Alibaba’s Hong Kong-listed shares rose 4% on Monday morning.
Qilai Shen | Qilai Shen Bloomberg | Getty Images
Performance of Alibaba’s Hong Kong Listed Equity
In March, Alibaba announced: large-scale restructuring Some analysts have suggested it could be a sign that the Chinese government may loosen its grip on the domestic tech industry.
“but, [regulators] Lightstream Research equity analyst Oshadi Kumarasiri also highlighted the need for additional broader industry-wide regulation to effectively regulate the industry as a whole. report Published on the research platform Smartkarma.
“This suggests that optimism about ending regulatory oversight may be premature, as new broader regulations could be similarly stringent,” Kumarasiri said. rice field.
Ronald Wang, non-executive chairman of Partners Financial Holdings Ltd., told CNBC’s Street Sign Asia that Alibaba and Ant Group’s growth rates will be “severely limited in the future.” .
“While there was good news in the regulatory dispute resolution, it does mean that Ant Group could operate like a Chinese state-owned bank in the future,” Wang said.
Sean Yang, managing director of the Blue Lotus Institute, said: Bullish on Alibaba Follow Ant Group fines.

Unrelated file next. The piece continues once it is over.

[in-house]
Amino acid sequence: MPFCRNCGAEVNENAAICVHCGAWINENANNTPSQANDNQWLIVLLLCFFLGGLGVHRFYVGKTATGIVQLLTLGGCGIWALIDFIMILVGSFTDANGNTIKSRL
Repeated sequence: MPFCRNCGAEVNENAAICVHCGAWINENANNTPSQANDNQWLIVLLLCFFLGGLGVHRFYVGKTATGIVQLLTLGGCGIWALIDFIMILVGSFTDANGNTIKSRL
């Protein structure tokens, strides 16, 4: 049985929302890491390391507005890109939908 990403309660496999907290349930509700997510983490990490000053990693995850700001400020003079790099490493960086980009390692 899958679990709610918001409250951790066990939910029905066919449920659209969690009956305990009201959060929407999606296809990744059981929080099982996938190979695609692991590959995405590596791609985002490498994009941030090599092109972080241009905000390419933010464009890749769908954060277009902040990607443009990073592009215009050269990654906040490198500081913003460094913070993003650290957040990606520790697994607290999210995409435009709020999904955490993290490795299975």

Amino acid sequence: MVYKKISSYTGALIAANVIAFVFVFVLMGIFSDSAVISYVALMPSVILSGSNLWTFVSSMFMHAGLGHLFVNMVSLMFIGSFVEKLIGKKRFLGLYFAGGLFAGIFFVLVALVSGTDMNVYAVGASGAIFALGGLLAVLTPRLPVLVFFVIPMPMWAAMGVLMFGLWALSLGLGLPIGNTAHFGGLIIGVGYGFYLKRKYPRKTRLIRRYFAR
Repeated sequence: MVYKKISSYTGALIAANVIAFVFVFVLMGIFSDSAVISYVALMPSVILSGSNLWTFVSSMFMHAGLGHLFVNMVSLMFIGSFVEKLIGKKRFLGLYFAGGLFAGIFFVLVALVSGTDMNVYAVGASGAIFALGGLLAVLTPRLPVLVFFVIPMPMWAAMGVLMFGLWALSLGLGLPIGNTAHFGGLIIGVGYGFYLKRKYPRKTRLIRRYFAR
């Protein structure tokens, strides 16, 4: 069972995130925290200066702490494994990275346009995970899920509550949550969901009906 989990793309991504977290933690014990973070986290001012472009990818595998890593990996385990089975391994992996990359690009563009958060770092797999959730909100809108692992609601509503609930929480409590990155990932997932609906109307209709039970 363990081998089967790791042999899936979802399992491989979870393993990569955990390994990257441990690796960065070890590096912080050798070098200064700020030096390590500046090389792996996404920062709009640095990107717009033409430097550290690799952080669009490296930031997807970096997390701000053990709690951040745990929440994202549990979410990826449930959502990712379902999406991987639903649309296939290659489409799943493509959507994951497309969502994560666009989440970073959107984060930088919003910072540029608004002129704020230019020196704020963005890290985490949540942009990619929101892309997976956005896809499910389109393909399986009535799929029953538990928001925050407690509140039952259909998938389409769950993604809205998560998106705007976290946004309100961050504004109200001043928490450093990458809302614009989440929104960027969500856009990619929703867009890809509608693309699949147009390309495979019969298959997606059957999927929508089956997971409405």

“Considering Ant Group’s 33% ownership, we calculate the value of Ant Group to be ~$89 billion, of which Alibaba’s stake is ~$29.4 billion. It also suggests that there is an upward trend,” Yang said. Ant Group Rating by Bloomberg Just $22 billion to $57 billion.
“In our opinion, [Bloomberg’s] Ant Group has too low a rating range as it is comparable to PayPal. With the end of over-regulation on Ant Group, the company could be valued at a multiple close to PayPal’s, suggesting a higher valuation for Bloomberg,” Yang said.
On Saturday, Ant Group announced a share buyback that would value the company at $78.53 billion. According to state media CGTN. That’s lower than Ant’s $315 billion valuation when it attempted to go public in 2020.
Kumarasiri said a share buyback “raises questions, especially if the company has plans for an IPO in the near future.”
“The company’s justification for buybacks, such as providing liquidity to existing investors and attracting and retaining top talent through employee incentives, becomes unnecessary when an IPO is imminent. Seem.”